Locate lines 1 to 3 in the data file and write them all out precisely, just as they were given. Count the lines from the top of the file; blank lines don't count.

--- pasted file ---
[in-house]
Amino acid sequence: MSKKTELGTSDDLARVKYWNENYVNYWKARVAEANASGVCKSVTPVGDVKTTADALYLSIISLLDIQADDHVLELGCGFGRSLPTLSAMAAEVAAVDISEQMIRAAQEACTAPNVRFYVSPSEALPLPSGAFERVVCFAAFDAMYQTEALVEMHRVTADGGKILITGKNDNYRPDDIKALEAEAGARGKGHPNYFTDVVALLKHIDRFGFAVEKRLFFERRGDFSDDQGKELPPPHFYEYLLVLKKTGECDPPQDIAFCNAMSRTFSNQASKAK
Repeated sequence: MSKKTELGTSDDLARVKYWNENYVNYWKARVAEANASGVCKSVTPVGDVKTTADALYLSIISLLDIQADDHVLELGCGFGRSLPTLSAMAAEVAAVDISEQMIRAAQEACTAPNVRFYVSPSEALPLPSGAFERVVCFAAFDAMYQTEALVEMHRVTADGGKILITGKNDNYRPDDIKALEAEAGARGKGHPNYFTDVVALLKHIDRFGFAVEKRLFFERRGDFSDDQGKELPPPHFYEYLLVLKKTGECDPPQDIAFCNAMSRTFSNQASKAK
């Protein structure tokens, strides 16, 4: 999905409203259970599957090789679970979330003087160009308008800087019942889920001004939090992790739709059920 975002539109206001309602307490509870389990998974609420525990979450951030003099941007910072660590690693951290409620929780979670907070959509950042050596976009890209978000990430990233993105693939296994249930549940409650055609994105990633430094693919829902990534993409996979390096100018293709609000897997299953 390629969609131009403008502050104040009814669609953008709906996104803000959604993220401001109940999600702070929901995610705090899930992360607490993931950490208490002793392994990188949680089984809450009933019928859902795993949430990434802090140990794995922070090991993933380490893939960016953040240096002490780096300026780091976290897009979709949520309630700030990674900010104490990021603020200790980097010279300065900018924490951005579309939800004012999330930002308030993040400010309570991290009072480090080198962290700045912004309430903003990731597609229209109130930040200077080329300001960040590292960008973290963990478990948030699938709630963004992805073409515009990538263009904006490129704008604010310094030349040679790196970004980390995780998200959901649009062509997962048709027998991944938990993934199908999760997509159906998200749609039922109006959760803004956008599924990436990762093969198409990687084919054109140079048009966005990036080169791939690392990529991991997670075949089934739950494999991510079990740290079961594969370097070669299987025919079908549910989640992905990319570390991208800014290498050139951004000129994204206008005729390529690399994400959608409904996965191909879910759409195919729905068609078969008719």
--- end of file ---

[in-house]
Amino acid sequence: MSKKTELGTSDDLARVKYWNENYVNYWKARVAEANASGVCKSVTPVGDVKTTADALYLSIISLLDIQADDHVLELGCGFGRSLPTLSAMAAEVAAVDISEQMIRAAQEACTAPNVRFYVSPSEALPLPSGAFERVVCFAAFDAMYQTEALVEMHRVTADGGKILITGKNDNYRPDDIKALEAEAGARGKGHPNYFTDVVALLKHIDRFGFAVEKRLFFERRGDFSDDQGKELPPPHFYEYLLVLKKTGECDPPQDIAFCNAMSRTFSNQASKAK
Repeated sequence: MSKKTELGTSDDLARVKYWNENYVNYWKARVAEANASGVCKSVTPVGDVKTTADALYLSIISLLDIQADDHVLELGCGFGRSLPTLSAMAAEVAAVDISEQMIRAAQEACTAPNVRFYVSPSEALPLPSGAFERVVCFAAFDAMYQTEALVEMHRVTADGGKILITGKNDNYRPDDIKALEAEAGARGKGHPNYFTDVVALLKHIDRFGFAVEKRLFFERRGDFSDDQGKELPPPHFYEYLLVLKKTGECDPPQDIAFCNAMSRTFSNQASKAK